Plugging the 14,000 orphaned wells left behind after decades of drilling in the Gulf of Mexico may cost more than $30 billion to plug, a new study published in Nature Energy has found.
The four researchers who authored the study, including LSU Center for Energy Studies Interim Director Greg Upton, also concluded that nonproducing wells that haven’t been plugged now outnumber active wells in offshore waters, inland waters and wetlands.
According to an abstract, wells in shallower waters closer to shore make up 90% of inactive wells but only 25% of total plugging and abandoning, or P&A, costs. They also present larger environmental risks. Prior owners of wells in federal waters (deeper and farther from shore) can be held liable for P&A costs if the current owner does not plug and abandon them. Among the findings: 88% of outstanding P&A liability in federal waters is associated with wells currently or formerly owned by one of the large, financially stable ‘supermajor’ companies, including BP, Shell, Chevron and Exxon.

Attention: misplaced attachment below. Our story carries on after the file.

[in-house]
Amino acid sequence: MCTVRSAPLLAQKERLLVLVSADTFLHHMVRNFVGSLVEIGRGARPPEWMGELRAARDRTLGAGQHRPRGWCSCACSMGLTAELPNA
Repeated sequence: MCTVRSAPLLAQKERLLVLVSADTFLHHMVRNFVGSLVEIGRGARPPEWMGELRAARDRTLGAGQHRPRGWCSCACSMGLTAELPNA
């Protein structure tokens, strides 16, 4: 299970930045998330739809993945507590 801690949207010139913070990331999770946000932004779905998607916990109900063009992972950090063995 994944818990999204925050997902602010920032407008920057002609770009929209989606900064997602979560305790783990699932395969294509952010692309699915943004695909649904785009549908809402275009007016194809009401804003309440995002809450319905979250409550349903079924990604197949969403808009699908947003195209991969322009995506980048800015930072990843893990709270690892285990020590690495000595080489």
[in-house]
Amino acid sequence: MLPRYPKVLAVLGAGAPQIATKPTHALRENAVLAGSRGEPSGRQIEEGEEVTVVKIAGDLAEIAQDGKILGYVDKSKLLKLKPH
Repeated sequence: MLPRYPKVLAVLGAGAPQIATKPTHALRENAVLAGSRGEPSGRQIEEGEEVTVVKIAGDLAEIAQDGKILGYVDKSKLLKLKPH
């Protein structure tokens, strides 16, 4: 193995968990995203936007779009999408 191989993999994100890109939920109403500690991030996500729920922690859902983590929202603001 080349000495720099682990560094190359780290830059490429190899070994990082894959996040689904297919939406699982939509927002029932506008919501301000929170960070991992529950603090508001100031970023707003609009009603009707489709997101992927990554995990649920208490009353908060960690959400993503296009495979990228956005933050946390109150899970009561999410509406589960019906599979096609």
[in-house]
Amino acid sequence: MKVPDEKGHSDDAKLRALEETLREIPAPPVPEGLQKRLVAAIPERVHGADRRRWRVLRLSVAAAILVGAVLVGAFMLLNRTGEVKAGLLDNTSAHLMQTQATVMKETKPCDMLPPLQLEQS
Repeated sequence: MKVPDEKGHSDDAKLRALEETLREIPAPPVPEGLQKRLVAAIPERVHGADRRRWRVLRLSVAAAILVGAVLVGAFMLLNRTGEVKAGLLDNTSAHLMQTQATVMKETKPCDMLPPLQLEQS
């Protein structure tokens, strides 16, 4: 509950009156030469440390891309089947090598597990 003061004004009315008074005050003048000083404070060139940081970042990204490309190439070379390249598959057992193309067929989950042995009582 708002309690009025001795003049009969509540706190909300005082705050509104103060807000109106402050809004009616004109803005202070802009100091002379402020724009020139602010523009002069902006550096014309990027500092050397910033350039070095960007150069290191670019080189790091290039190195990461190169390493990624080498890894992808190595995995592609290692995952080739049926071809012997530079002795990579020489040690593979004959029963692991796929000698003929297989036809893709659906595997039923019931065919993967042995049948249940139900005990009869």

In 2021, President Joe Biden signed into law a $1 trillion infrastructure bill that sets aside $4.7 billion to plug orphaned wells, both onshore and off. That’s enough to cover about 15% of the estimated backlog of orphaned wells.